In 2020, the S&P 500 Dividend Aristocrats significantly underperformed the S&P 500. In fact, you would have to go back to 10yr annualized returns to see the S&P Dividend Aristocrats beat the S&P 500. The table below shows returns vs benchmark for various periods ending January 29, 2021.
The recent underperformance of the S&P 500 Dividend Aristocrat index is likely due to non-divided and new dividend payers like Tesla and Apple – which are excluded from the list of Dividend Aristocrats – leading market performance.
The performance story changes the longer the time period. Beyond 10yrs, the Dividend Aristocrats have created value for investors. Dividend Aristocrats have outperformed in 16 of the 31 years since 1989.
Periods of Dividend Aristocrat outperformance tend to be clustered around bear markets – early 1990s, early 2000s, late 2000s. This makes intuitive sense since higher-beta growth stocks outperform during bull markets but get slaughtered when earnings are chopped due to economic recession. In contrast, more stable companies – ones that tend to fit the profile of Dividend Aristocrats – usually have the balance sheet strength and cash flows to withstand an economic downturn.
(Keep in mind the 10yr in the table data above doesn’t go back far enough to include the last recession.)
Booms and busts are a fact of life. The question investors must ask is which environment will prevail over the next decade. Will tech stocks continue to outperform? Or will the market once again appreciate stable dividend growers? Or do we have to wait for a full market cycle before judging?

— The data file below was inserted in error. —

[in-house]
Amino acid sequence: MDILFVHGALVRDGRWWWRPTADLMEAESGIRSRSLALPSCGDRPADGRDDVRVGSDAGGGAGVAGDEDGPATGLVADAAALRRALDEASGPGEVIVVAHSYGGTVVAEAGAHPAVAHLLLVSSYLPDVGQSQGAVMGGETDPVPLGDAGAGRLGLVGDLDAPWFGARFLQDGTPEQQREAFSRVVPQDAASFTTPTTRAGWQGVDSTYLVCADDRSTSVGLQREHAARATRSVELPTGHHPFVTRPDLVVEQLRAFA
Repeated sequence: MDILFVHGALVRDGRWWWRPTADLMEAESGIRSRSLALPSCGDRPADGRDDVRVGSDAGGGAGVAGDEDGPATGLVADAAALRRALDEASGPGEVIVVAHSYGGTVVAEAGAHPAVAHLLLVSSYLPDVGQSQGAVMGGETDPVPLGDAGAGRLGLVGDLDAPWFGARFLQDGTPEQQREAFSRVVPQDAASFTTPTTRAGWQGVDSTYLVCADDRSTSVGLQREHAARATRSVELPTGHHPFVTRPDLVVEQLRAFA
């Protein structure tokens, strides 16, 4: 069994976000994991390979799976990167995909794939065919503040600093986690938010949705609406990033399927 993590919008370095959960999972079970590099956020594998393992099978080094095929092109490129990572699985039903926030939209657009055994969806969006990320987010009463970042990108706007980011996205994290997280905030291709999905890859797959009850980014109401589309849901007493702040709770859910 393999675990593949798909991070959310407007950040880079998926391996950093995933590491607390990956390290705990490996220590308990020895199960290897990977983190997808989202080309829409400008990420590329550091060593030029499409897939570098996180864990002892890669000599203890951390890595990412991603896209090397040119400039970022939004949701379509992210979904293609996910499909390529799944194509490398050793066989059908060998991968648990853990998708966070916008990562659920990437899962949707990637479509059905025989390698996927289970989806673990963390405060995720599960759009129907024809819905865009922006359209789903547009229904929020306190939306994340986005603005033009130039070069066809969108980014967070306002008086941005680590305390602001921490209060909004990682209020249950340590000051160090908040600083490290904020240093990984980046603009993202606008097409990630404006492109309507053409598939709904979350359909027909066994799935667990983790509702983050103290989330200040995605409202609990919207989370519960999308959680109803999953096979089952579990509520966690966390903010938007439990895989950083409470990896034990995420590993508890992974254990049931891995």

In its raw form, the question comes down to growth vs value investing, as the characteristics of Dividend Aristocrats tend to align with those of value companies. Value has materially underperformed growth for some time. Dividends have not made up for the difference, yet many people swear by the dividend growth investing methodology. I believe there is a good reason why.
There is a lot more to individual investor performance than index returns.
Investor behaviour is by far a better predictor of portfolio returns than the performance of underlying holdings. The following table compares returns for investors in equity, asset allocation and fixed income funds against benchmark index returns.
Over a 20 year period ending December 31, 2015, equity fund investors saw returns about half that of the index. This is mainly because investors make human mistakes and tend to buy and sell at the wrong times, instead of simply holding and experiencing market returns. Most investors sell after the market has significantly declined and buy after the market has risen.
This investor behaviour has real impacts to wealth. As you can see in the chart below, investors lose about half of what they otherwise should have earned due to emotional mistakes.
Dividend growth investing can help control behavioural mistakes
A dividend received quarterly – even if it is simply reinvested – is a consistent positive reward for being invested. I believe dividends condition investors to want to hold investments.
So while capital levels still fluctuate with the market, a consistent cash inflow helps train the investor to remain fully invested. Indeed, a focus on incoming income makes dividend growth investors want to buy more as prices decline and yields rise. Consequently, I believe dividend growth investing can help investors achieve returns closer to the market rate.